The Commission has done a considerable amount of work on this issue with interventions in relevant human rights claims and policy work to influence changes in legislation. The Commission agrees generally with the conclusions of the JCHR's report on the meaning of a public authority under the HRA.[539] In particular the Commission has been concerned with the narrow interpretation by the courts on the issue and the need to address the issue comprehensively rather than merely on a case by case basis. This is of even greater significance given the increasing levels of procurement by public authorities and the potential gaps in human rights protection.

Private Care Homes

  The House of Lords in YL v Birmingham City Council [2007] UKHL considered the issue of the circumstances in which a private care homes will be considered to be carrying out public functions.

  The Commission believes that the majority took an overly narrow approach in distinguishing between the local authorities arranging of the care of person in private care homes (public function) and the actual provision of that care by private care homes (private function).[540] This Given the outcome of the judgment, the Commission subsequently undertook substantial work using its powers under section 11 of the Equality Act 2006 to call on and advise the government on introducing legislation to ensure that private care homes would be deemed to be carrying out public functions for the purposes of the HRA. The Commission welcomed the legislative amendment which became section 145 of the Health and Social Care Act 2008 to provide that private care homes providing care under public arrangement are deemed to be caring out public functions for the purposes of section 6 of the HRA.

  Although this amendment was very welcome, it falls short of bringing all publicly arranged care within the scope of the Human Rights Act. We would like to draw attention to three further categories of care that is publicly arranged or authorised which were omitted from the list of "relevant statutory provisions" under Section 145 of the 2008 Act:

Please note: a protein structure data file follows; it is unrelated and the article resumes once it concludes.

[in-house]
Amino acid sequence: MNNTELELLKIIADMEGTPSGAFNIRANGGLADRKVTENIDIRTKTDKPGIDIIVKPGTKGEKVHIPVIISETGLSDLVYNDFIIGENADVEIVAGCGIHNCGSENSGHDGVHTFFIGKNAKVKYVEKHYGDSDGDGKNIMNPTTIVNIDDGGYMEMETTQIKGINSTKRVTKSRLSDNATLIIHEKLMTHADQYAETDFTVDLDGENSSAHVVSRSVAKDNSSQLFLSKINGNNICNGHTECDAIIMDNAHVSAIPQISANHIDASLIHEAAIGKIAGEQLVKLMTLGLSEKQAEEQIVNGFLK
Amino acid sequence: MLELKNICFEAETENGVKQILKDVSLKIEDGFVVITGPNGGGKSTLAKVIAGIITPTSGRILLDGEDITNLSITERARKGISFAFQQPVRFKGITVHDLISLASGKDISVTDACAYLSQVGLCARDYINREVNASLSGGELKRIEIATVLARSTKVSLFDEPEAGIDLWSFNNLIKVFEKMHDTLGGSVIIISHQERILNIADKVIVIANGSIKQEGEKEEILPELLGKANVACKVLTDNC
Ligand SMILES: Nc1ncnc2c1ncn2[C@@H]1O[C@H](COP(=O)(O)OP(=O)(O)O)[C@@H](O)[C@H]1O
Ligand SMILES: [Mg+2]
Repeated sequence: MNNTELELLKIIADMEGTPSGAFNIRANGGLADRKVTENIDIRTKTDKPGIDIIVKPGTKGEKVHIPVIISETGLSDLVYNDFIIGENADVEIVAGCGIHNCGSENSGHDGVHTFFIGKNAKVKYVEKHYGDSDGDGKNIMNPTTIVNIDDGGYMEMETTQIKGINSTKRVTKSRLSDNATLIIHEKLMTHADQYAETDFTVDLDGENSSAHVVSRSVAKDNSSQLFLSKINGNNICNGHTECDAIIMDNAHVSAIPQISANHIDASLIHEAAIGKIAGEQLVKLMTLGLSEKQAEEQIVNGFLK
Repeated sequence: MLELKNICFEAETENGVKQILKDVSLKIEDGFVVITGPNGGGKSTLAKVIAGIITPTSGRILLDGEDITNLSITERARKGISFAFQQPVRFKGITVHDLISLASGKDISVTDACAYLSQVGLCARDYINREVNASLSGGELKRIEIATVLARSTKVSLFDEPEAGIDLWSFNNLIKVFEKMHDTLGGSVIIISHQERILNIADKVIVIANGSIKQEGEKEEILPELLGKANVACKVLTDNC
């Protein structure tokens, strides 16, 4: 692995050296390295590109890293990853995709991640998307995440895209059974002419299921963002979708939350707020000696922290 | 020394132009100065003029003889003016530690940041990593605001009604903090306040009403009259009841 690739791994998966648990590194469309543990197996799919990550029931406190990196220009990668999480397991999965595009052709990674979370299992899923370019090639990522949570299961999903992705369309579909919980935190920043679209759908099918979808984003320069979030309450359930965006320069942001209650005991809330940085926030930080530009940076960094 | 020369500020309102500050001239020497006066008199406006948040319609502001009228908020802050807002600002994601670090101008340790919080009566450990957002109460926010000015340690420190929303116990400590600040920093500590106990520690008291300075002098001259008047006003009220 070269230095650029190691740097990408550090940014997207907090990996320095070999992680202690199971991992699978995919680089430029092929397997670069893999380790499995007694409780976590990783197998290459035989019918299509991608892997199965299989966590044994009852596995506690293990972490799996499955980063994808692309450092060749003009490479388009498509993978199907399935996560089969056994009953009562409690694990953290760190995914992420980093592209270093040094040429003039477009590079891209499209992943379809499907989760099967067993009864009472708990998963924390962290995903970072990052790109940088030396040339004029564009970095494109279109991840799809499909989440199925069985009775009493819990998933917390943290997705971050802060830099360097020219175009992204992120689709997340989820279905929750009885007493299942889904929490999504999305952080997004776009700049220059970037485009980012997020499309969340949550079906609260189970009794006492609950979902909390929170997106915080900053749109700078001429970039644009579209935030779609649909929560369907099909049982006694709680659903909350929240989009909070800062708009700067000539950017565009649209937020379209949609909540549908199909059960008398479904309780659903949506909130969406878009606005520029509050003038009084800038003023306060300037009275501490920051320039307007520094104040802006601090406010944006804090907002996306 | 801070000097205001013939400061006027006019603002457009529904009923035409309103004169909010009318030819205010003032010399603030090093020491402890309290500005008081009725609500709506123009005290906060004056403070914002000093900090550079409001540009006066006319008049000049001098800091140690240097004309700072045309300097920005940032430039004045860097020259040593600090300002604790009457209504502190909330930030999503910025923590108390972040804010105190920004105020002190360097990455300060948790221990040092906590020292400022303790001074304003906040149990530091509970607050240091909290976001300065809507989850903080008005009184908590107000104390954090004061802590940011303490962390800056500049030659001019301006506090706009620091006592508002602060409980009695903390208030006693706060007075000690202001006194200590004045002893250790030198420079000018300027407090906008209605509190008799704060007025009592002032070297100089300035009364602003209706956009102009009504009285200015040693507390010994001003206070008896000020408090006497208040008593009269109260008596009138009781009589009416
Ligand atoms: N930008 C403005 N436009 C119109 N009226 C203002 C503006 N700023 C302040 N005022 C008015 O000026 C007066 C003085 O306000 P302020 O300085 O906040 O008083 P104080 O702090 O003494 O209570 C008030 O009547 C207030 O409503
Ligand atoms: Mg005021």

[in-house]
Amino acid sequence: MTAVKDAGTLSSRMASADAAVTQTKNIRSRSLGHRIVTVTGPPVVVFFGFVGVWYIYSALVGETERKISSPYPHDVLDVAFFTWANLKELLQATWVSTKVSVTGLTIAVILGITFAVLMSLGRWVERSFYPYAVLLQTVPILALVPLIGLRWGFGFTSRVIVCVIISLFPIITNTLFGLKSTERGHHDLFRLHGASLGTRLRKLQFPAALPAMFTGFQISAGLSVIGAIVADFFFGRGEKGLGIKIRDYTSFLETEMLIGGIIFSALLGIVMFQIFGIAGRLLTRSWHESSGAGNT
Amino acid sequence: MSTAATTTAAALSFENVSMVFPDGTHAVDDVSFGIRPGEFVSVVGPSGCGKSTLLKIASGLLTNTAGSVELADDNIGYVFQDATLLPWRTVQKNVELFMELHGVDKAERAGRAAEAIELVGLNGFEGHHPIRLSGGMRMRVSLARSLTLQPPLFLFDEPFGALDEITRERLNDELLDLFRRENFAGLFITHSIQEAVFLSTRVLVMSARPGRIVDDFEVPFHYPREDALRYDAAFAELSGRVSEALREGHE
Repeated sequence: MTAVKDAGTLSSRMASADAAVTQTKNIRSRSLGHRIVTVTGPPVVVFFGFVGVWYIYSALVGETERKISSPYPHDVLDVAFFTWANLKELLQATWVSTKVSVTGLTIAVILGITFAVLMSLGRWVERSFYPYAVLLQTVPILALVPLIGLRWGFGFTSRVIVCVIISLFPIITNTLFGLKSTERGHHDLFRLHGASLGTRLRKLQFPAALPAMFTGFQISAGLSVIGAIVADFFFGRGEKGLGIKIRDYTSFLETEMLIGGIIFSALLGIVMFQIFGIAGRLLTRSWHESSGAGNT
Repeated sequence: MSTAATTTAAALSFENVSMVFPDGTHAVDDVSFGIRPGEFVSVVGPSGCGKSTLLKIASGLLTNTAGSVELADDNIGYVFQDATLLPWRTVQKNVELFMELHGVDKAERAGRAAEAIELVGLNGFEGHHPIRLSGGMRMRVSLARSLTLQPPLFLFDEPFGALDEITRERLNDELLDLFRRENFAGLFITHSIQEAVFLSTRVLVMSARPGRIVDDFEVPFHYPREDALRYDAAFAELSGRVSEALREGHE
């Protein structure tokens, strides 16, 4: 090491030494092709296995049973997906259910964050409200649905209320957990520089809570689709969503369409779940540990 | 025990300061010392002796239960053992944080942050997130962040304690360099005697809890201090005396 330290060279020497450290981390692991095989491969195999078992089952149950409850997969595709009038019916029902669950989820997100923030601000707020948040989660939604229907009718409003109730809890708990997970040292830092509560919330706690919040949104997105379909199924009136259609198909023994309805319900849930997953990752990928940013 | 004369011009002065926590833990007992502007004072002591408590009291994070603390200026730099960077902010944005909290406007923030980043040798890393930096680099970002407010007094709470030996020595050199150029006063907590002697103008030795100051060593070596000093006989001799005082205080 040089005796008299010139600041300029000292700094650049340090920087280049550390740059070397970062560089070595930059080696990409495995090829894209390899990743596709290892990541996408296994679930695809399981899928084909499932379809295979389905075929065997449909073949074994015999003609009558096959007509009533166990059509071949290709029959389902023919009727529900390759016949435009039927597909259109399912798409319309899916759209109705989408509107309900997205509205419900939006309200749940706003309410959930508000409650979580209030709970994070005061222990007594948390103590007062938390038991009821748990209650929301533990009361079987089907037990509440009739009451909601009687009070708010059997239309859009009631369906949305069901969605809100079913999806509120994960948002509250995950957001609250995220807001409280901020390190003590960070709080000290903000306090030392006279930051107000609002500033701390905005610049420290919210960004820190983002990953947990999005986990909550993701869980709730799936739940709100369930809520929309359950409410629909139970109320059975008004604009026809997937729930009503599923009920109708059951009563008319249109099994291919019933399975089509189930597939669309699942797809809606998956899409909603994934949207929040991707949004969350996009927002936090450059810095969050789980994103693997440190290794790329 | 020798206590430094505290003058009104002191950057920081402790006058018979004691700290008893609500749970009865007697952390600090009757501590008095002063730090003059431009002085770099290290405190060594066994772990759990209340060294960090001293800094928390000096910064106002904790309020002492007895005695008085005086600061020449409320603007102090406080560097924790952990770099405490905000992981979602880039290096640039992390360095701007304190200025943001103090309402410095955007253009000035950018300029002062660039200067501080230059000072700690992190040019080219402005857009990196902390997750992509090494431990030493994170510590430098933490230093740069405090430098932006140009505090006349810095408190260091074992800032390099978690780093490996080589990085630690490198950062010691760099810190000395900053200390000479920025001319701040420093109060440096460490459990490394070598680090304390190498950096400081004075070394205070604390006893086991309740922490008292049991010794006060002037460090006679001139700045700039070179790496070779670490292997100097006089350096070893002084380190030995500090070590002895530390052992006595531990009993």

— Section 117 Mental Health Act 1983 places a duty on health and social services to provide aftercare services to certain patients who have been detained under the Act. Aftercare services must be provided free of charge and can include residential accommodation as part of the package—sometimes provided by the independent sector.

    — Sections 4A and 4B Mental Capacity Act 2005, together with relevant schedules, establish safeguards for people lacking mental capacity who are deprived of their liberty without their consent. Deprivation will only be lawful if it is formally authorised. Many people affected are self-funding residents in independent care homes.

    — NHS continuing healthcare is a package of long-term care funded by the NHS to meet someone's medical needs, which is often provided by an independent care home. The legal authority for this arrangement is found in NHS Directions, which are binding instructions issued by the Secretary of State using powers under primary legislation.

  The Health Bill, currently going through Parliament, presents a potential opportunity to amend Section 145 Health and Social Care Act 1998 to extend the meaning of "public function" under Section 6(3) (b) Human Rights Act to these types of care that are publicly arranged or authorised. The Commission will consider whether to support an amendment to include these areas as being public functions.

  In relation to all other persons that are in private care homes but not under public arrangement, the Commission recognises that such persons are not currently protected under the HRA. Our approach to that category of persons is to focus on the role of the regulator (the newly created Care Quality Commission) given that they have inspection responsibilities for all care homes. Under section 4(1)(d) of the Health and Social Care Act the CQC must have due regard in performing its functions to the need to protect the human rights of those using its health and social care services. The Commission has submitted to the CQC the importance of this provision in monitoring for all private care homes (and other health and social care providers) compliance with human rights obligations. The Commission will work with the CQC to develop this role.